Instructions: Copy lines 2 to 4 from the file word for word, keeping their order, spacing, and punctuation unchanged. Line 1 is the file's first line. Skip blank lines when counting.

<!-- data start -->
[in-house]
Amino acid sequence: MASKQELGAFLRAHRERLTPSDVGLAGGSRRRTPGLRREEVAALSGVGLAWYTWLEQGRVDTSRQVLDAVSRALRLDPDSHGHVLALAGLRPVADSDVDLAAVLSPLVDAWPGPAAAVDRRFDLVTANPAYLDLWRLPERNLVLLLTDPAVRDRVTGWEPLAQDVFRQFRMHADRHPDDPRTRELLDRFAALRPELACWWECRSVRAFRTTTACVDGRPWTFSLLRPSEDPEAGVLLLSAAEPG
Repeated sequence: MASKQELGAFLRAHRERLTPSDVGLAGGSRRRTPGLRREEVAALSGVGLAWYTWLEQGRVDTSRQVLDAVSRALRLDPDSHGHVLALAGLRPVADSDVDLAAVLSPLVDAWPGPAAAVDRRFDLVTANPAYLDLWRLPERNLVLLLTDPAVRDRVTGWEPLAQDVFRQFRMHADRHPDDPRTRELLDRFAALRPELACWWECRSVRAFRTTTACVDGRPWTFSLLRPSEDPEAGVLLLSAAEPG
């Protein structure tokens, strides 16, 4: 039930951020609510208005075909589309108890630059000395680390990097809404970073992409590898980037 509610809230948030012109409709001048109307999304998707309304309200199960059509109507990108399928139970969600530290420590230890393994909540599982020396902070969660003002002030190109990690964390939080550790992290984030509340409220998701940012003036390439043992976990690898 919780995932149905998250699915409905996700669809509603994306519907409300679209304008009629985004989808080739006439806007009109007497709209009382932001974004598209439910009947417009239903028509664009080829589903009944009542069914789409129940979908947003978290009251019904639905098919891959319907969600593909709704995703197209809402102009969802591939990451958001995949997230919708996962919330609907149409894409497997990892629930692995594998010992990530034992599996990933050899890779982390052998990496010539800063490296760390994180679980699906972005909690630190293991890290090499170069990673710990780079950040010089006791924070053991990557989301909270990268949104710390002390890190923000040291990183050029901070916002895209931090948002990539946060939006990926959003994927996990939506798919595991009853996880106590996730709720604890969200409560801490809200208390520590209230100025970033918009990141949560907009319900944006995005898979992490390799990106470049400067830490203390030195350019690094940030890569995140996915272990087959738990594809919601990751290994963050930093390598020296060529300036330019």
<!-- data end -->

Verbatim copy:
Amino acid sequence: MASKQELGAFLRAHRERLTPSDVGLAGGSRRRTPGLRREEVAALSGVGLAWYTWLEQGRVDTSRQVLDAVSRALRLDPDSHGHVLALAGLRPVADSDVDLAAVLSPLVDAWPGPAAAVDRRFDLVTANPAYLDLWRLPERNLVLLLTDPAVRDRVTGWEPLAQDVFRQFRMHADRHPDDPRTRELLDRFAALRPELACWWECRSVRAFRTTTACVDGRPWTFSLLRPSEDPEAGVLLLSAAEPG
Repeated sequence: MASKQELGAFLRAHRERLTPSDVGLAGGSRRRTPGLRREEVAALSGVGLAWYTWLEQGRVDTSRQVLDAVSRALRLDPDSHGHVLALAGLRPVADSDVDLAAVLSPLVDAWPGPAAAVDRRFDLVTANPAYLDLWRLPERNLVLLLTDPAVRDRVTGWEPLAQDVFRQFRMHADRHPDDPRTRELLDRFAALRPELACWWECRSVRAFRTTTACVDGRPWTFSLLRPSEDPEAGVLLLSAAEPG
């Protein structure tokens, strides 16, 4: 039930951020609510208005075909589309108890630059000395680390990097809404970073992409590898980037 509610809230948030012109409709001048109307999304998707309304309200199960059509109507990108399928139970969600530290420590230890393994909540599982020396902070969660003002002030190109990690964390939080550790992290984030509340409220998701940012003036390439043992976990690898 919780995932149905998250699915409905996700669809509603994306519907409300679209304008009629985004989808080739006439806007009109007497709209009382932001974004598209439910009947417009239903028509664009080829589903009944009542069914789409129940979908947003978290009251019904639905098919891959319907969600593909709704995703197209809402102009969802591939990451958001995949997230919708996962919330609907149409894409497997990892629930692995594998010992990530034992599996990933050899890779982390052998990496010539800063490296760390994180679980699906972005909690630190293991890290090499170069990673710990780079950040010089006791924070053991990557989301909270990268949104710390002390890190923000040291990183050029901070916002895209931090948002990539946060939006990926959003994927996990939506798919595991009853996880106590996730709720604890969200409560801490809200208390520590209230100025970033918009990141949560907009319900944006995005898979992490390799990106470049400067830490203390030195350019690094940030890569995140996915272990087959738990594809919601990751290994963050930093390598020296060529300036330019």